Horror! I like reading it, I like watching it. I like reading writing about horror books, and about horror films. I even like reading writing written about books about horror. So I thought I may as well add to all the writings myself, the result of which is this blog here, Fear of Fiction. Welcome!
I still don't know why I like horror quite as much as I do, but I remember how the fandom started... At about the age of eight I was told the classic "humans can lick too" story (hand-licking-madman-under-the-bed / dog's-head-in-the-shower variation.) It played on my mind for weeks, became something of a horror benchmark, and gave me a taste for the scary stuff.
As an eleven-year-old in the early '90s, obtaining decent horror movies was not an easy task, and so my friends and I would put a great deal of time and effort into getting hold of some of the better films (or, to give them their proper description, "The Scariest Thing You Will EVER SEE, EVER!") The options were generally: a) bribe older sibling into going to Blockbusters; b) rent something shoddy from amoral local newagents; c) learn how to program the VCR and hope Channel 4 might screen something half-decent. The net result was that we didn't get to see many, but then for myself even overhearing a friend at school talking about the film IT was enough to scare the bejesus out of me, so perhaps it was just as well.
The fact is, I was (maybe still am) a massive horror coward. I lasted all of thirty seconds into the Phantom Phantasia ride at Thorpe Park before becoming thoroughly terrified. At the Chamber of Horrors on a family trip to Madame Tussaud's I took one look at the dank stone steps before freaking out and having to walk round the rest of it with my eyes shut, clutching my mother's hand. (I did, however, spend the Tube ride home utterly transfixed by the pictures of said chamber in the guide book - ah, the paradoxical nature of the horrific spectacle!)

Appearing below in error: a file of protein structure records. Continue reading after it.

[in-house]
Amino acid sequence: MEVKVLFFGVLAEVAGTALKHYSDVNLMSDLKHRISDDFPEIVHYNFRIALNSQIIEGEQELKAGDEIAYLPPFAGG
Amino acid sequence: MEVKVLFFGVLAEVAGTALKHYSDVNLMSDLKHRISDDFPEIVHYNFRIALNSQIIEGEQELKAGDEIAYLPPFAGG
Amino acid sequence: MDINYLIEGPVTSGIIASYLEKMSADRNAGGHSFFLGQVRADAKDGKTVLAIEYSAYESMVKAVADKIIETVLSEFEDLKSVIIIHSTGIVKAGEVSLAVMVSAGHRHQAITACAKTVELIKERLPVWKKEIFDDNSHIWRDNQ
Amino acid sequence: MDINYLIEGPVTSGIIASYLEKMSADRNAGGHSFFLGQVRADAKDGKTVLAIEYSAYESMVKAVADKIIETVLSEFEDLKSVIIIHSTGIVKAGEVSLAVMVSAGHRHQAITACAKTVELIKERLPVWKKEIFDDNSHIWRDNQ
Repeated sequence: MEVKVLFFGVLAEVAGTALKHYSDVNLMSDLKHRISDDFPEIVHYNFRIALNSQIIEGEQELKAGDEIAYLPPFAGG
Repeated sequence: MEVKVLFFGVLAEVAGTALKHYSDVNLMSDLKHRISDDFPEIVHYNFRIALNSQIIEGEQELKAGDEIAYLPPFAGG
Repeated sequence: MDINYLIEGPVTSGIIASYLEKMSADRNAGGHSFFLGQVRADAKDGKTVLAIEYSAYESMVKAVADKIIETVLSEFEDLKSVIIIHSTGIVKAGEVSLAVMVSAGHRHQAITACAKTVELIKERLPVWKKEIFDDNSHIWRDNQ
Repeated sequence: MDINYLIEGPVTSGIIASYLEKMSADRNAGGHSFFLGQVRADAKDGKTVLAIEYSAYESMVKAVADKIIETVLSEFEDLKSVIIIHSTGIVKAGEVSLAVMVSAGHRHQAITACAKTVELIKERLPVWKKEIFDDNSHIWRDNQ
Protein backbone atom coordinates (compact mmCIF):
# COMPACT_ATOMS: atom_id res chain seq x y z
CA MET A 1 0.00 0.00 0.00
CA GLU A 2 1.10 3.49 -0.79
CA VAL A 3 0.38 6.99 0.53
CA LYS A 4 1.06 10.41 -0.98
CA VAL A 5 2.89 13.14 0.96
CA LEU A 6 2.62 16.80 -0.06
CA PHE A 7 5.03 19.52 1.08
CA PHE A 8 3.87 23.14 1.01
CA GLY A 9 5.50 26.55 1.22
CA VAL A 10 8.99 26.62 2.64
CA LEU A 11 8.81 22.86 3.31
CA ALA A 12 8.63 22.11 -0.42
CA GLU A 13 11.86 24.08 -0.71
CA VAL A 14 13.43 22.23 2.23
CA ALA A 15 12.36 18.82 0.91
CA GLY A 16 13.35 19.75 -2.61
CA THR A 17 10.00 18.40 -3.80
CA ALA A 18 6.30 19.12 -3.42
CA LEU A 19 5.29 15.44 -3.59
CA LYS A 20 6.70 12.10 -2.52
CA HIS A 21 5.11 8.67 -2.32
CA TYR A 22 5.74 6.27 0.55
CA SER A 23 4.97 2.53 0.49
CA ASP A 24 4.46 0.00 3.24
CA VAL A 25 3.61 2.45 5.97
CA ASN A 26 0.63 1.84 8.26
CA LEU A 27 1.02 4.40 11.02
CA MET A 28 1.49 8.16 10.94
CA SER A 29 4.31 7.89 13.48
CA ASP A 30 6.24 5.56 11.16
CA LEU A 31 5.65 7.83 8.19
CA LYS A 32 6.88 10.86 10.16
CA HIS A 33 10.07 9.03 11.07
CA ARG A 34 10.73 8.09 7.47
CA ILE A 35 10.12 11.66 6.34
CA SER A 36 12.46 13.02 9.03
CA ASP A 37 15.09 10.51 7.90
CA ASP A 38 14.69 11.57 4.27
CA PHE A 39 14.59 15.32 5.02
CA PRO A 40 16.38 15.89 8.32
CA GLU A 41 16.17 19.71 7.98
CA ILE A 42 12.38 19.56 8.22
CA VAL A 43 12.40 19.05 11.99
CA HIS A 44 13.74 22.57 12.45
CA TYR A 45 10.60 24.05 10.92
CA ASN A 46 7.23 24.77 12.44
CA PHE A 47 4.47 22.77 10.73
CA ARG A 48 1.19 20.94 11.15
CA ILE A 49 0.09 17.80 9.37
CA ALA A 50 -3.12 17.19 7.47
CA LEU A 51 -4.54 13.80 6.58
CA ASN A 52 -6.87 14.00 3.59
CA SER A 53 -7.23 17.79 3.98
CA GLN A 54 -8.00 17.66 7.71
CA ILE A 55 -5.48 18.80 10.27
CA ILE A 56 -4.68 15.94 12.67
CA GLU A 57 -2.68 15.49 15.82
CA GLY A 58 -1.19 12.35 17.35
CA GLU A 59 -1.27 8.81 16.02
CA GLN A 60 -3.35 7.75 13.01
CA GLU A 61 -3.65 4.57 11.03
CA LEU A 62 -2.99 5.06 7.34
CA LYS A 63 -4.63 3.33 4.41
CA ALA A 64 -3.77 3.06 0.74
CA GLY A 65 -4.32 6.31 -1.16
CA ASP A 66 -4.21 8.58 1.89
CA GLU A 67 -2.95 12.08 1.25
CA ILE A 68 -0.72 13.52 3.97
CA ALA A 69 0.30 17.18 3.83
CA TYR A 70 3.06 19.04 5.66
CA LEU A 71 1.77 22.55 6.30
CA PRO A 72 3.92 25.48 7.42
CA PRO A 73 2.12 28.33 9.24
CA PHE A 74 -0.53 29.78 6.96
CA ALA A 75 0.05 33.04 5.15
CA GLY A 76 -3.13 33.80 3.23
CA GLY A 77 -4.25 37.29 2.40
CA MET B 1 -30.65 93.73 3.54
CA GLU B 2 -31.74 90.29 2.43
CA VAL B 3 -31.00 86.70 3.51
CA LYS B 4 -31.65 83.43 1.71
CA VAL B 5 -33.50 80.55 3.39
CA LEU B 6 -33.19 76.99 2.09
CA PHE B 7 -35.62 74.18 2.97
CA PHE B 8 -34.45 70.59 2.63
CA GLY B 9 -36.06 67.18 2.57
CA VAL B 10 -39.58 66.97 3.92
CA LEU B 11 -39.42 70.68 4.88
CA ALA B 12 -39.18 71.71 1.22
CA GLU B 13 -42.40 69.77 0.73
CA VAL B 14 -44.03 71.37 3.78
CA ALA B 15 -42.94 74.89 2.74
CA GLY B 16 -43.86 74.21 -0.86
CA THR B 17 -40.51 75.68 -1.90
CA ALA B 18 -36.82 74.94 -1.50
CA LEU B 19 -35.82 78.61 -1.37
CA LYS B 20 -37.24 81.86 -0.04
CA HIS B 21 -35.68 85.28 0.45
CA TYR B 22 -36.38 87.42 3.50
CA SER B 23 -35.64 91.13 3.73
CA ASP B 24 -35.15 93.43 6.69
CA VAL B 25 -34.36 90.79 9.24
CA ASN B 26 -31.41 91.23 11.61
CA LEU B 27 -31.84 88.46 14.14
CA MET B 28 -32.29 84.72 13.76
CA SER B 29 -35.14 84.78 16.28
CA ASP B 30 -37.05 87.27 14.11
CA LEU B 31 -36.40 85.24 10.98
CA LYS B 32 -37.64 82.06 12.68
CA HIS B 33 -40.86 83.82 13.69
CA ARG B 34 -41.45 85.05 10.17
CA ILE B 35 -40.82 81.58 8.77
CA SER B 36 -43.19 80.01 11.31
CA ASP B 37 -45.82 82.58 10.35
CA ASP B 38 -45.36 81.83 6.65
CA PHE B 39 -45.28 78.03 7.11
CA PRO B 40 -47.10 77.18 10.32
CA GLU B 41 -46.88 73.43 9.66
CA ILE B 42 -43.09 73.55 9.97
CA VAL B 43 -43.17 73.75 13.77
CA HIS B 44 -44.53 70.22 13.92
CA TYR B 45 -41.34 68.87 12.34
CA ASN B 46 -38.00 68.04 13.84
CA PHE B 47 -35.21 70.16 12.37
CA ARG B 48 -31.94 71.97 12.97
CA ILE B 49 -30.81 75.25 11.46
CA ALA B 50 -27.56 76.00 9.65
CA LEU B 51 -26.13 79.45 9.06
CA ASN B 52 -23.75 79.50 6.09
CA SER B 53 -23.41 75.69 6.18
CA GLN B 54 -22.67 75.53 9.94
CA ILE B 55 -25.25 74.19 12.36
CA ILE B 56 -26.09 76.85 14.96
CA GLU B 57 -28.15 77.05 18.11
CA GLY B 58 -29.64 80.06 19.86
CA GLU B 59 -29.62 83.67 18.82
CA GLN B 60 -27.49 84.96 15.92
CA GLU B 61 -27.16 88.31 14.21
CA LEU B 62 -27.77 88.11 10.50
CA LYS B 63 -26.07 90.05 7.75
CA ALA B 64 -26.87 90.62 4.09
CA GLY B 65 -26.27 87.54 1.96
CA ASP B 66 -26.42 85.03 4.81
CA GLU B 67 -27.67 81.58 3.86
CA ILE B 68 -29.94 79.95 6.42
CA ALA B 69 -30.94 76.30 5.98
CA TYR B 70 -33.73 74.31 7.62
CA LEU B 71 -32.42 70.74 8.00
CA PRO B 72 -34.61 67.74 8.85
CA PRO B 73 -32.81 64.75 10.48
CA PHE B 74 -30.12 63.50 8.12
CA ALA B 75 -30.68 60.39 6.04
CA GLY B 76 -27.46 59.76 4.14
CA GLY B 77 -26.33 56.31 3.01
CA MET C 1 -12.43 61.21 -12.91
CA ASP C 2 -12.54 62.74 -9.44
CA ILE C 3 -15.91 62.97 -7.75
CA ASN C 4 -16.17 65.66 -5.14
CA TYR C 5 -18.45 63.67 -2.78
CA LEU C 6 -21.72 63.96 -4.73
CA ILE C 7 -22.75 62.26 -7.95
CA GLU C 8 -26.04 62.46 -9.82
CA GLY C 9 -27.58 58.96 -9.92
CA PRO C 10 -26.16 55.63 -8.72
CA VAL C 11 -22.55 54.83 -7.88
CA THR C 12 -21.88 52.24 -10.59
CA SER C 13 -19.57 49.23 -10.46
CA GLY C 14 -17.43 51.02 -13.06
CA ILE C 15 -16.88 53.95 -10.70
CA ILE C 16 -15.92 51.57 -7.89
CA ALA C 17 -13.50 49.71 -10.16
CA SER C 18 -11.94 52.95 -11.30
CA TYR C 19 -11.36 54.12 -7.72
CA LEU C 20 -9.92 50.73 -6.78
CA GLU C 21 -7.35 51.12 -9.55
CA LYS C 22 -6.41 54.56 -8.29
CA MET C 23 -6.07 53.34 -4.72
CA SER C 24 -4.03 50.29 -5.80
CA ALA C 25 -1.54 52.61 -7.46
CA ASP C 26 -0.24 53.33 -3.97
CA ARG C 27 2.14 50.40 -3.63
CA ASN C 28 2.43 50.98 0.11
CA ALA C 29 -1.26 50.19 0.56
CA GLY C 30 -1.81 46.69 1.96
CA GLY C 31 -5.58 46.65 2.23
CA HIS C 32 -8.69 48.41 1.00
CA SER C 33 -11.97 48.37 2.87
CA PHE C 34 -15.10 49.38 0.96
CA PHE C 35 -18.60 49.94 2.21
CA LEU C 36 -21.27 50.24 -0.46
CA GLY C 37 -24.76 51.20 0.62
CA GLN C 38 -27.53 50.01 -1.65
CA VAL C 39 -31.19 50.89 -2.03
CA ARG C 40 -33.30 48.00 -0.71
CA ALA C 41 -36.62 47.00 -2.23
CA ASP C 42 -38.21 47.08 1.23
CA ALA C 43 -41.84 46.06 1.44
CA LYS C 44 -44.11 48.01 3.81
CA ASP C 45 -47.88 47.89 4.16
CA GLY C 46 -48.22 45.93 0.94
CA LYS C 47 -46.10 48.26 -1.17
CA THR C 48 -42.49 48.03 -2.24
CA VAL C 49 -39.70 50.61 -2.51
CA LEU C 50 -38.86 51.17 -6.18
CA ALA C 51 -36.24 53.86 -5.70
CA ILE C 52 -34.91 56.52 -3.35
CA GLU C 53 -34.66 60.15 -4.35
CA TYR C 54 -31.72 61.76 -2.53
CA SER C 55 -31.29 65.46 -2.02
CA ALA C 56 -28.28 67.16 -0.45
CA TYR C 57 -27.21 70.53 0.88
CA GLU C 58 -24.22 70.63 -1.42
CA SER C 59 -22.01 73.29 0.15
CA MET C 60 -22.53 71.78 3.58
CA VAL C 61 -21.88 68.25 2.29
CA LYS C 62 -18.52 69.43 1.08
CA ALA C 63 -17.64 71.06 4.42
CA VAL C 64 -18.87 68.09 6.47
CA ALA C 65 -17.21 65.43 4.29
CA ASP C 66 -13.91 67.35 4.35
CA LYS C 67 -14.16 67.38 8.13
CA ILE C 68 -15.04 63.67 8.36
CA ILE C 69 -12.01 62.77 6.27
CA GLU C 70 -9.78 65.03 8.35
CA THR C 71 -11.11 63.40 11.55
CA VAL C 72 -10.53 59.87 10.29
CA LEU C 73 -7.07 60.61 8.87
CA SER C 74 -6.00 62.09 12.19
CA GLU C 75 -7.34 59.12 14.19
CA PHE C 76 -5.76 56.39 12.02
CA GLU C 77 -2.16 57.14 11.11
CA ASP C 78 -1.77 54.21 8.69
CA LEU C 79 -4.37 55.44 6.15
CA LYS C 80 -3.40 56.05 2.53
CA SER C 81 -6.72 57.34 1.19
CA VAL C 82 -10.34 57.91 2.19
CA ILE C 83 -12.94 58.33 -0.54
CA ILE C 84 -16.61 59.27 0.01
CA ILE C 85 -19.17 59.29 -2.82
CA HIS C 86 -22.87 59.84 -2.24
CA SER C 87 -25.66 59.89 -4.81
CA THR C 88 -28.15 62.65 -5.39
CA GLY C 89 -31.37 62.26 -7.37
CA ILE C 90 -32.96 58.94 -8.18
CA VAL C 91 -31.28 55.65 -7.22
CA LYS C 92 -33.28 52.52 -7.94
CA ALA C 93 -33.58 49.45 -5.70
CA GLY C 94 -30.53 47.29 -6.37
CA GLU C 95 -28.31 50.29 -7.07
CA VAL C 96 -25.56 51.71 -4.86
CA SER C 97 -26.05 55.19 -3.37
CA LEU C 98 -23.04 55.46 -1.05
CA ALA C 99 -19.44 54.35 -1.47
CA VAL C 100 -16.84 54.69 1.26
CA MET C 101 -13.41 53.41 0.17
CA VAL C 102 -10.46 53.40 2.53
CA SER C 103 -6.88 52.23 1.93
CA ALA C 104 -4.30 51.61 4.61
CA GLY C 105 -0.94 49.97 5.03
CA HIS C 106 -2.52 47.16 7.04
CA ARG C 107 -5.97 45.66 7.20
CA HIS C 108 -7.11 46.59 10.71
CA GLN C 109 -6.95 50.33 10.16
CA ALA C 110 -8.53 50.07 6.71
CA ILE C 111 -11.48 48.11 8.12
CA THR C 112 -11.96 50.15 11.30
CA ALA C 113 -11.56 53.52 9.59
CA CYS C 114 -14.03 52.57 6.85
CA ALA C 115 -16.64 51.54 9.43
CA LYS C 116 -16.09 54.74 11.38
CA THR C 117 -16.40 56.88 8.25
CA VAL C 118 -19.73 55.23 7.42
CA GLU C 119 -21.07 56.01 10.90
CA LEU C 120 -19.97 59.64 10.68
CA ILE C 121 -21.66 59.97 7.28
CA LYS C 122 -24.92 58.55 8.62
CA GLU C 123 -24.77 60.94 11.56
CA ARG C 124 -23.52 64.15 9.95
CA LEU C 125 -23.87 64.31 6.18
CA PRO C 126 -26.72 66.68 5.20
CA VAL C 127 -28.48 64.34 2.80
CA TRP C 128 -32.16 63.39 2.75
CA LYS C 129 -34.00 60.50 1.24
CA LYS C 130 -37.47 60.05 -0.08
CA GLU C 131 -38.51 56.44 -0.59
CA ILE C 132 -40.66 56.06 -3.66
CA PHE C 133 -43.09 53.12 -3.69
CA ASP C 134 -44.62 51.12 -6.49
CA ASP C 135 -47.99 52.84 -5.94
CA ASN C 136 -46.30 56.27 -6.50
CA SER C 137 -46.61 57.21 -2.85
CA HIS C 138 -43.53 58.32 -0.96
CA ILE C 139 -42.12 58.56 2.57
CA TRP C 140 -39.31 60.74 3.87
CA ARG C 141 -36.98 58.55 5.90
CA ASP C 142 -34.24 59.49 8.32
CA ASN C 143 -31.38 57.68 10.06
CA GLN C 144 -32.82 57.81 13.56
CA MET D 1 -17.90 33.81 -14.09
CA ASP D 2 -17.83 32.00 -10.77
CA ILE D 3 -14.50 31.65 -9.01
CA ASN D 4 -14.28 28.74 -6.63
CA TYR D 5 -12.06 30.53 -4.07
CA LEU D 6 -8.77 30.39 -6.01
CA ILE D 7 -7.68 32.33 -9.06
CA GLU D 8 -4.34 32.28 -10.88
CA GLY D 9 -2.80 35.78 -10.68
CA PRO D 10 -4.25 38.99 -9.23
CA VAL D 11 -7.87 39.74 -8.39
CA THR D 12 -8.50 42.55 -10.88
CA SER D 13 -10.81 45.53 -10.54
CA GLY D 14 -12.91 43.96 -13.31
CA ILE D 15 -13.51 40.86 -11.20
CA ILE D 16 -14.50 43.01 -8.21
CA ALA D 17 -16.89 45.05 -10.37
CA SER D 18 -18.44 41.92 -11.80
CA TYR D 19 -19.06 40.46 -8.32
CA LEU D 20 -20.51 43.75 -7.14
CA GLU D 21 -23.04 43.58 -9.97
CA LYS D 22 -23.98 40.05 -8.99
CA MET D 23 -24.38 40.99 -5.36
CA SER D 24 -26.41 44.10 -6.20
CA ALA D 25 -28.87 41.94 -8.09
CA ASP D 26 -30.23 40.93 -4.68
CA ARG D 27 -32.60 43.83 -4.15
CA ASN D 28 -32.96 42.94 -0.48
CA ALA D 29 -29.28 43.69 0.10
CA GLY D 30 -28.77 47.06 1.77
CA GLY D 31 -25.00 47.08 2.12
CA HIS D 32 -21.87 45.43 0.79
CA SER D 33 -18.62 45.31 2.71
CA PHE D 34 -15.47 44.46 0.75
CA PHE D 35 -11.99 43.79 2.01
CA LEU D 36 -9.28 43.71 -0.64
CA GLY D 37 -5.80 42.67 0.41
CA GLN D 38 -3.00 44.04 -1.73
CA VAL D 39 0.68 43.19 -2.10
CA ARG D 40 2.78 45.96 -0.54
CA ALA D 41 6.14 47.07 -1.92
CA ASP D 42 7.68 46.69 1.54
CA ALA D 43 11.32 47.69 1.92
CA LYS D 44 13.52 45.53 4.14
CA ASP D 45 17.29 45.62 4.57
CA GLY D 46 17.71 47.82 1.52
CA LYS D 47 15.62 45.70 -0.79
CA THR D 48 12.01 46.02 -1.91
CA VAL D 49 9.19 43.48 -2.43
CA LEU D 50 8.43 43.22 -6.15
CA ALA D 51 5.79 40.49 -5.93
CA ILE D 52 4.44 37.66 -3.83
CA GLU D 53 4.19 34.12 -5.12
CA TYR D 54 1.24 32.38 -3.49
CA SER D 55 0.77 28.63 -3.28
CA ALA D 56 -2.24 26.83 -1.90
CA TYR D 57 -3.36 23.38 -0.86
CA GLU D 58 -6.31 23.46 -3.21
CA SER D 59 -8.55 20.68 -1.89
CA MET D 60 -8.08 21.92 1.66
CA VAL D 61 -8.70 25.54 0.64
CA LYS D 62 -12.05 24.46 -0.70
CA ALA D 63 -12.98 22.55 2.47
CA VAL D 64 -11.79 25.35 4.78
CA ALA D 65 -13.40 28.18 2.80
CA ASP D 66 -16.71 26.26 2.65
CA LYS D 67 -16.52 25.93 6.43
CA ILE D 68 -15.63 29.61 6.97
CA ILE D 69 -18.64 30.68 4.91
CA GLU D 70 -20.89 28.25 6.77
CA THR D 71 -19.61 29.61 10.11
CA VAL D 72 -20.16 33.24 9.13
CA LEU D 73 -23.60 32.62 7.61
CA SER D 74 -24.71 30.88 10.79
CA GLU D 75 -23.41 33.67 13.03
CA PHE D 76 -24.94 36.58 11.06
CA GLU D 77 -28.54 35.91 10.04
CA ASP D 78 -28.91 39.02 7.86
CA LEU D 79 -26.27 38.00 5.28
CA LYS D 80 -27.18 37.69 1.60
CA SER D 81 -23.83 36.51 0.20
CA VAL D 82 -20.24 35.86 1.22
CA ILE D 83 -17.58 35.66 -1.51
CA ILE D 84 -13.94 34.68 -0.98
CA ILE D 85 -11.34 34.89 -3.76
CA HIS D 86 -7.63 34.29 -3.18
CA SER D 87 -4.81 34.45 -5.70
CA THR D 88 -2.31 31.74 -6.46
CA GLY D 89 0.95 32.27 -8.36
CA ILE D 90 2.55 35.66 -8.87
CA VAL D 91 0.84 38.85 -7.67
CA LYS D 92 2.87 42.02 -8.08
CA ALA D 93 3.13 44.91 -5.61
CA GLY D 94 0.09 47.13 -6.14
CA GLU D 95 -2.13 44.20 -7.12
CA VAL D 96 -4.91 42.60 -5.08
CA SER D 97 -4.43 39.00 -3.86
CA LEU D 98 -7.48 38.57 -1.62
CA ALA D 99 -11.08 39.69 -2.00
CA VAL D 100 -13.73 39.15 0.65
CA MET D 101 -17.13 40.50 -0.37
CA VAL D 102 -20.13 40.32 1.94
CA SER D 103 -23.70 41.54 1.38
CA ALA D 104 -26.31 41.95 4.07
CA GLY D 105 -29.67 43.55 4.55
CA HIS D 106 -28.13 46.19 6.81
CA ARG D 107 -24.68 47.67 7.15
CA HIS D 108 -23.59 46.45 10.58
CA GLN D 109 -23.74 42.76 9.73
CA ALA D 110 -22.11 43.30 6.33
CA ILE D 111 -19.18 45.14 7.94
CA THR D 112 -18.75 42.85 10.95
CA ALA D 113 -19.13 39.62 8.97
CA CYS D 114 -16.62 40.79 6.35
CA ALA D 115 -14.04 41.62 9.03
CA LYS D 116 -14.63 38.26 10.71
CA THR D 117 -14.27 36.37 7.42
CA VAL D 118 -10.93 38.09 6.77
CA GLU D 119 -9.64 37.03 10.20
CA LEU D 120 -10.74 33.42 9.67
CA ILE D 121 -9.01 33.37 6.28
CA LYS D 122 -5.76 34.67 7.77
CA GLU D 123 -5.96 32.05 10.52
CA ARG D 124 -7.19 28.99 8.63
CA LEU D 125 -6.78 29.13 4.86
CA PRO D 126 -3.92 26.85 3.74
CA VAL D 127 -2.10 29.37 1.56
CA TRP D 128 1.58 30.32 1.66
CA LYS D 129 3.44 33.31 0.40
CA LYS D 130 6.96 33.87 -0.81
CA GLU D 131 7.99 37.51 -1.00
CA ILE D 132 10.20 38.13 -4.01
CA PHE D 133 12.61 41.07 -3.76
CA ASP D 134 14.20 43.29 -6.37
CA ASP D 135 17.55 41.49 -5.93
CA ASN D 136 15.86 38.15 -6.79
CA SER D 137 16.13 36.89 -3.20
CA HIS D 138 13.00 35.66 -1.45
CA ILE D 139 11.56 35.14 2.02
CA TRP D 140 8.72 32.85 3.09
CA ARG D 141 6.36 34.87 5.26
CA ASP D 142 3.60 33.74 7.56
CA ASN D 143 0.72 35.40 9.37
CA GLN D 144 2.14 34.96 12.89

The thing that used to scare me most, however, was a book. My mum would sometimes walk me home from school, and on the way was an antiques shop. The shop was on two floors and still had the layout of a Victorian terraced house, so that all the kitchen antiques would be in one room, all the clothes in another and so on. The result when you entered the shop was the slightly unsettling feeling of visiting the house of a person who just happened to own twenty of everything. I can't remember how exactly how I ended up with it, but after one of these antique shop visits I became the proud owner of Dangerous Ghosts by Elliott O'Donnell. This book had everything. It had grotesque faces that appeared on everyday objects, ghostly trains, beheaded queens, omens of death and eerie creatures. More importantly, it had yellowed pages, a worn hardback cover and a genuine old-paper smell. It scared the hell out of me for a long, long time, but I couldn't stop reading it. It seemed to me like some artefact I'd stumbled upon that told a horrible truth, and it fascinated and appalled me equally. The way I felt about Dangerous Ghosts is the basis for the way I feel about all horror fiction, and the reason why I'm still so enamoured of the genre today.
I'll be using this blog to write about the horror I love (and some that I loathe), horror theory I've been reading about and whatever other horror-related items that spring into my brain. I'd welcome any comments, and I thank you for reading!